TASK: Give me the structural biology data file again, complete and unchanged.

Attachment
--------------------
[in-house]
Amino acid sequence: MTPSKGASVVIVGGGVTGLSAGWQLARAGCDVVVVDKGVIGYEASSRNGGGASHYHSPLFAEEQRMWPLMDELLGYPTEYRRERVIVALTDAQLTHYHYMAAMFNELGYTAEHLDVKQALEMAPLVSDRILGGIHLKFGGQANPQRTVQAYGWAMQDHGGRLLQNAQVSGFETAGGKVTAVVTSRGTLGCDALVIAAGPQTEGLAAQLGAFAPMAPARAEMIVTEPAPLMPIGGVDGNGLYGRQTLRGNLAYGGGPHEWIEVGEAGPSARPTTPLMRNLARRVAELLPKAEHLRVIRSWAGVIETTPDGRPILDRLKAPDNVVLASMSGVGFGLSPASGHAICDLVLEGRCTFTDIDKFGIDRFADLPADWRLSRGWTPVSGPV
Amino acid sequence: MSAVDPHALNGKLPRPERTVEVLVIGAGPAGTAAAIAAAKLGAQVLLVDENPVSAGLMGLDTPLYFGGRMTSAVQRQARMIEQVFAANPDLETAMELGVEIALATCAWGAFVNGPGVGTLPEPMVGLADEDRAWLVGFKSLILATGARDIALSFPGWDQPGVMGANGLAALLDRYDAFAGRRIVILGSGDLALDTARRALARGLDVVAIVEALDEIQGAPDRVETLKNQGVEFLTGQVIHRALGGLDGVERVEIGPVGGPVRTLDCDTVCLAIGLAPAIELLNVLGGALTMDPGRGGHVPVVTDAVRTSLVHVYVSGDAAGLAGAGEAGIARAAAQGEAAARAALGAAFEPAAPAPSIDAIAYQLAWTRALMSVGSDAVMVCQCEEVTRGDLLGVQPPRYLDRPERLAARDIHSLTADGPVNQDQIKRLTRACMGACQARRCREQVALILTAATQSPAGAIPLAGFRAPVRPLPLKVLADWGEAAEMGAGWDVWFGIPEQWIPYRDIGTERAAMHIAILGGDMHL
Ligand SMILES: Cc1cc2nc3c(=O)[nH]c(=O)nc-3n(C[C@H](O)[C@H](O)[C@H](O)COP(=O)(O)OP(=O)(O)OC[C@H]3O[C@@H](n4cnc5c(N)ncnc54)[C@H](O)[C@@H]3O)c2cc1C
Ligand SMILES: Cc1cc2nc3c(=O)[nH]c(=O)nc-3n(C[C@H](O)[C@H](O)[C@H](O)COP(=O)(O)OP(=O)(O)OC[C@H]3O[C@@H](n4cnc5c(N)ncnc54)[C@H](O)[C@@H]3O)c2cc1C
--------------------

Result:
[in-house]
Amino acid sequence: MTPSKGASVVIVGGGVTGLSAGWQLARAGCDVVVVDKGVIGYEASSRNGGGASHYHSPLFAEEQRMWPLMDELLGYPTEYRRERVIVALTDAQLTHYHYMAAMFNELGYTAEHLDVKQALEMAPLVSDRILGGIHLKFGGQANPQRTVQAYGWAMQDHGGRLLQNAQVSGFETAGGKVTAVVTSRGTLGCDALVIAAGPQTEGLAAQLGAFAPMAPARAEMIVTEPAPLMPIGGVDGNGLYGRQTLRGNLAYGGGPHEWIEVGEAGPSARPTTPLMRNLARRVAELLPKAEHLRVIRSWAGVIETTPDGRPILDRLKAPDNVVLASMSGVGFGLSPASGHAICDLVLEGRCTFTDIDKFGIDRFADLPADWRLSRGWTPVSGPV
Amino acid sequence: MSAVDPHALNGKLPRPERTVEVLVIGAGPAGTAAAIAAAKLGAQVLLVDENPVSAGLMGLDTPLYFGGRMTSAVQRQARMIEQVFAANPDLETAMELGVEIALATCAWGAFVNGPGVGTLPEPMVGLADEDRAWLVGFKSLILATGARDIALSFPGWDQPGVMGANGLAALLDRYDAFAGRRIVILGSGDLALDTARRALARGLDVVAIVEALDEIQGAPDRVETLKNQGVEFLTGQVIHRALGGLDGVERVEIGPVGGPVRTLDCDTVCLAIGLAPAIELLNVLGGALTMDPGRGGHVPVVTDAVRTSLVHVYVSGDAAGLAGAGEAGIARAAAQGEAAARAALGAAFEPAAPAPSIDAIAYQLAWTRALMSVGSDAVMVCQCEEVTRGDLLGVQPPRYLDRPERLAARDIHSLTADGPVNQDQIKRLTRACMGACQARRCREQVALILTAATQSPAGAIPLAGFRAPVRPLPLKVLADWGEAAEMGAGWDVWFGIPEQWIPYRDIGTERAAMHIAILGGDMHL
Ligand SMILES: Cc1cc2nc3c(=O)[nH]c(=O)nc-3n(C[C@H](O)[C@H](O)[C@H](O)COP(=O)(O)OP(=O)(O)OC[C@H]3O[C@@H](n4cnc5c(N)ncnc54)[C@H](O)[C@@H]3O)c2cc1C
Ligand SMILES: Cc1cc2nc3c(=O)[nH]c(=O)nc-3n(C[C@H](O)[C@H](O)[C@H](O)COP(=O)(O)OP(=O)(O)OC[C@H]3O[C@@H](n4cnc5c(N)ncnc54)[C@H](O)[C@@H]3O)c2cc1C